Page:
Tag Archives: Government


On february 13th, a group of students decided to occupy the Bungehuis. That building was just sold by the University of Amsterdam, who no longer wished to use it for education of arts and languages. Students did not agree with a debate night, they wanted commitments by the board. At the time the building was still being used by the UvA, and many people, including the press thought the occupation went too far. But the Faculty of Humanities supported them.

After several attempts to talk to the occupants, the municipality of Amsterdam ordered the riot police to evict the occupants at dawn of the 24th. They were taken to jail, where they were held for some days.

That afternoon, a different group of students hit the streets for a protest march against the eviction. 300 of them went towards the Maagdenhuis, the board office, and occupied that instead. They were visited by the Mayor, but did not leave. They presented their demands the nex morning: resignation of the board and democratization of the decision-making.

In the years after the crisis, there have been enormous government cuts on university subsidies. Students are no longer funded, research budgets have reduced and teachers no longer have time to attend the enormous amounts of students, a problem that has worsened throughout the years. Instead of being places for dialogue and reciprocal teaching, Universities are turning into psychoindustries where minds are bred and force-fed information without being able to digest it in a social or ethical context. This is what the students protest, and they are finding support.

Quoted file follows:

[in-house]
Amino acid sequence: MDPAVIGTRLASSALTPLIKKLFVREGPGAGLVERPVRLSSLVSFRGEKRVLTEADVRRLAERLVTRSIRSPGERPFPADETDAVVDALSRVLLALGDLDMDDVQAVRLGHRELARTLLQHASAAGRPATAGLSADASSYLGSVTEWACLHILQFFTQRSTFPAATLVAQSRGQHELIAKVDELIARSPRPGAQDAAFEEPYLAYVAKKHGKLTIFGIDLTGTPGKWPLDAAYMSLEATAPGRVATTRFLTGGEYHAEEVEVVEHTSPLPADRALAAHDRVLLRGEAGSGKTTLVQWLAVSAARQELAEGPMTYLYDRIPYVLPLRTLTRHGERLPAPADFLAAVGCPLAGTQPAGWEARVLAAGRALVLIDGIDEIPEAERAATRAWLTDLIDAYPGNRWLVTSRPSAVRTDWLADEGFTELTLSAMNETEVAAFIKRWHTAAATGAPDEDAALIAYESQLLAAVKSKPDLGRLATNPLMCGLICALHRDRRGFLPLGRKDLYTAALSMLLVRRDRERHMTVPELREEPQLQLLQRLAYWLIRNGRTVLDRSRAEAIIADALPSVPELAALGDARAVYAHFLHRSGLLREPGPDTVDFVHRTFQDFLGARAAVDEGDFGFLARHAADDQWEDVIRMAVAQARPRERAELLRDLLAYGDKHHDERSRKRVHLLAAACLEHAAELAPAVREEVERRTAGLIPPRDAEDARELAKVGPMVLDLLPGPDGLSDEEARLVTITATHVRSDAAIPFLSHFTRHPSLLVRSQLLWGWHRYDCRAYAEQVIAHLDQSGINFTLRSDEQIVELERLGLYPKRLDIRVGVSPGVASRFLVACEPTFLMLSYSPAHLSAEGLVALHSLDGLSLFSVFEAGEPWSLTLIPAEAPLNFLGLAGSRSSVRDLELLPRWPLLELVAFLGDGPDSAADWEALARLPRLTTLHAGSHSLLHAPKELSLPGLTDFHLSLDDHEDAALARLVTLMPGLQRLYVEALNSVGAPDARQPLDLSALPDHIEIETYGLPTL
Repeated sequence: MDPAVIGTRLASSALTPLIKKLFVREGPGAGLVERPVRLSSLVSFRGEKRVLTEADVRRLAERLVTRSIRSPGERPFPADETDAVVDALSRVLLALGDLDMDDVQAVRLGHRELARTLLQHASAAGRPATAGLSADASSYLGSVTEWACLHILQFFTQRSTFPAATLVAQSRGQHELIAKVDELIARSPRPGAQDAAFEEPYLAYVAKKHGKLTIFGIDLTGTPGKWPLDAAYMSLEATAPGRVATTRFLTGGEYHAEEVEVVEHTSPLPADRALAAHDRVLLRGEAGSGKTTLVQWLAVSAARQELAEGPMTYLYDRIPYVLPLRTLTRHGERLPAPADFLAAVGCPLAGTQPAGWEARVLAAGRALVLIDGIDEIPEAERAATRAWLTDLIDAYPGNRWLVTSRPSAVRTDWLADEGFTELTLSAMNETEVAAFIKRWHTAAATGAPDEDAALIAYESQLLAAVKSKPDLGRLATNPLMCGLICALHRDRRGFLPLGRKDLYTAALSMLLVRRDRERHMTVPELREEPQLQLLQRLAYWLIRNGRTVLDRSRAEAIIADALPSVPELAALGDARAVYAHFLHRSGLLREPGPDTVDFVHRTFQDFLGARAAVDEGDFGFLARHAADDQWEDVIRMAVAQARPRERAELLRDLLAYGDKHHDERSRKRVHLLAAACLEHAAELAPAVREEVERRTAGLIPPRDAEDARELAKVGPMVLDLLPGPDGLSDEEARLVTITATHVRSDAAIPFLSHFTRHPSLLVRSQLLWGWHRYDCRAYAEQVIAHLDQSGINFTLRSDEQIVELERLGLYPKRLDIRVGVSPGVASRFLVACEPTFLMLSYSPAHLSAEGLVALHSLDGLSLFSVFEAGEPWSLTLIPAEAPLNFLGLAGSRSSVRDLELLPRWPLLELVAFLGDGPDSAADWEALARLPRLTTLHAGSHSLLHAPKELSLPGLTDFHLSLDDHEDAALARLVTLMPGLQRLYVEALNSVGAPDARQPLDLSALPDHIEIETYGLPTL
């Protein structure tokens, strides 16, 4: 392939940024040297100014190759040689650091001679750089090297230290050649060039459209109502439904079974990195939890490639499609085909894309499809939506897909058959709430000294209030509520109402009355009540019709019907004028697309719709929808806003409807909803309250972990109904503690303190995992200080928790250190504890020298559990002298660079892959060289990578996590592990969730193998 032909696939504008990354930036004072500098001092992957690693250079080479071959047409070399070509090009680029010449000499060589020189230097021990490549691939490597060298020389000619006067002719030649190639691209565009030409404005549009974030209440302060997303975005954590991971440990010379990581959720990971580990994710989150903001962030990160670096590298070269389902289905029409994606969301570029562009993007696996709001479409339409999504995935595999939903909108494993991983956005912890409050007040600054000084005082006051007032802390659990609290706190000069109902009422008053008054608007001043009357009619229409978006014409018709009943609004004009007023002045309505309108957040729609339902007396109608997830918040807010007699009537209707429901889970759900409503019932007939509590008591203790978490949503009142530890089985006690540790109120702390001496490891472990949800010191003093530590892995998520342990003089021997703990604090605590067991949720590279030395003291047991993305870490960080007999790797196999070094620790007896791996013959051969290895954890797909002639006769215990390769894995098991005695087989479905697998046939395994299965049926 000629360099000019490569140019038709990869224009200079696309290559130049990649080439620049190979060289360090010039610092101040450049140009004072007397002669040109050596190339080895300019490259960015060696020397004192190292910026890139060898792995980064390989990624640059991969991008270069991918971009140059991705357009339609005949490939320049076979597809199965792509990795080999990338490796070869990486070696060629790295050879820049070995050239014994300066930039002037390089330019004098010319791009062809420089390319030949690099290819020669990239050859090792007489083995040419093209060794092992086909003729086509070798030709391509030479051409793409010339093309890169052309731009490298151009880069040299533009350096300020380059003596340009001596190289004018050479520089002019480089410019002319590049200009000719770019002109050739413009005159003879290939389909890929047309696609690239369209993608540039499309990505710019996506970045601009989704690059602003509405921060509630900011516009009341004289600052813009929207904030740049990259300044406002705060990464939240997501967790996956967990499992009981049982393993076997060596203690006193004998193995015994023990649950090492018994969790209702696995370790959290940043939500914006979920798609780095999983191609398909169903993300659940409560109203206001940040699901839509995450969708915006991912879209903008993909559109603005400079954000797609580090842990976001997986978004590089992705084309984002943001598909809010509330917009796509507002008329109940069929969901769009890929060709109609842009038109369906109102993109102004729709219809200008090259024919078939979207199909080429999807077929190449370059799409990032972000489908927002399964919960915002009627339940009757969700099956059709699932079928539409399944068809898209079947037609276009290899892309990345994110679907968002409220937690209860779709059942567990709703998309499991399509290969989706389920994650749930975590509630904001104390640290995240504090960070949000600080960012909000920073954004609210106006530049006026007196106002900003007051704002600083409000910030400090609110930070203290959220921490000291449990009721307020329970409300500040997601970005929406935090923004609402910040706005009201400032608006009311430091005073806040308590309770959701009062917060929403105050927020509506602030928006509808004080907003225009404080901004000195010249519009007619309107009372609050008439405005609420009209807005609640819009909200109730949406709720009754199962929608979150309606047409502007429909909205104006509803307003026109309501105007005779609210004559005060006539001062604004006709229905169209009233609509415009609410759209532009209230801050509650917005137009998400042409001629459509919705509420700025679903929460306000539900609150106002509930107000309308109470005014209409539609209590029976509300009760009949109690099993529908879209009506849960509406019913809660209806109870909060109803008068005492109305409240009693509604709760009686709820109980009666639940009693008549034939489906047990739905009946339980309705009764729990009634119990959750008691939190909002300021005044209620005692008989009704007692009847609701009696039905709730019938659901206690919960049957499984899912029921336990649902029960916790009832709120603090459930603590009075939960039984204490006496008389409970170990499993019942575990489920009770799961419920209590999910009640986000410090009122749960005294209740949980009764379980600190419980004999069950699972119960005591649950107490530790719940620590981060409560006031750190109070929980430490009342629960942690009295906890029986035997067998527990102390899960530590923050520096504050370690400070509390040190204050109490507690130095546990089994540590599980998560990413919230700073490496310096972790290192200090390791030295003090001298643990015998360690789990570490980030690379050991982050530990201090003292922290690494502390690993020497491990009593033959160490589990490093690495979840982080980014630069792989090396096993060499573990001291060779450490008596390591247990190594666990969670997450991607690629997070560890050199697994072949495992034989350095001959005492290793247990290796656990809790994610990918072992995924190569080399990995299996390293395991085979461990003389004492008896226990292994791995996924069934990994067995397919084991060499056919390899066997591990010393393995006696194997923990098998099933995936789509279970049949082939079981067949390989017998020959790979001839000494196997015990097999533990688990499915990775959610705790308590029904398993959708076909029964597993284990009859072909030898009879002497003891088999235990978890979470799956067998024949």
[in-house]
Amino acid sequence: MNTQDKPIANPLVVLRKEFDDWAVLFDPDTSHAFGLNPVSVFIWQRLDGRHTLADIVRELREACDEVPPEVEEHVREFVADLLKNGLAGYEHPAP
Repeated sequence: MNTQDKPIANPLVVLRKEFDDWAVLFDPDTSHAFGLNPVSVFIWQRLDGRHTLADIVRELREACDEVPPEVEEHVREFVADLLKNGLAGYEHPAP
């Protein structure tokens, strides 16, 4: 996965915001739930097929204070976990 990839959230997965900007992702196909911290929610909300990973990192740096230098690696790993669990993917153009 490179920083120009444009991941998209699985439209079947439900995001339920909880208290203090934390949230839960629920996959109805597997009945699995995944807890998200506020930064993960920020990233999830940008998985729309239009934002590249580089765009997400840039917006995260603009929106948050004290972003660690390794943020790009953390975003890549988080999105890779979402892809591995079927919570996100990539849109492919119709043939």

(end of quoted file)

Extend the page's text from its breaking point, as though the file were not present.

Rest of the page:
The students are still there. Over 400 teachers and employees have already signed their loss of confidence in the board. There have been protests on similar topics all over the country. More are scheduled. Nationwide newspapers acknowledge the issue. Just now, as I write this the UvA has offered a plan to increase democratization, and pressurize the government.

It is no isolated movement, but it’s part of a global trend. It’s not just the universities that are being industrialized, it’s all of us, and all nature that surrounds us. We are letting it happen, and it’s going too far. It is for that reason that this simple impulse has triggered something so much bigger. The movement has not stopped, and will not until we liberate our psyches. Let this be a motivation for all of us.

The mental chains are cracking and with our effort they will break.


The future of espionage

Okay, so it is now official that the infrastructure for a police state is already there. The infinite possibilities of mass espionage are laid out. Time to move on and think how we want this to shape our future privacy.

Perhaps it is a new kind of ninja skill to move over the net unseen. Alert. Always on the lookout for ripples in the digital waters. Unless we jam the entire grid there will be those who stand outside the law. By that fact, they will be able to tune in to any conversation you’ve had in the past ten years, and will have in the near future. Let’s, for the sake of this argument, forget about them.

To prevent wild growth of espionage activities by different parties, I could imagine that it would have to become basically illegal to access privacy information of any innocent civilian. Breaching that code -also if done under the authority of a state- could result in penalties, ranging from fines to prison time. Victims could be compensated.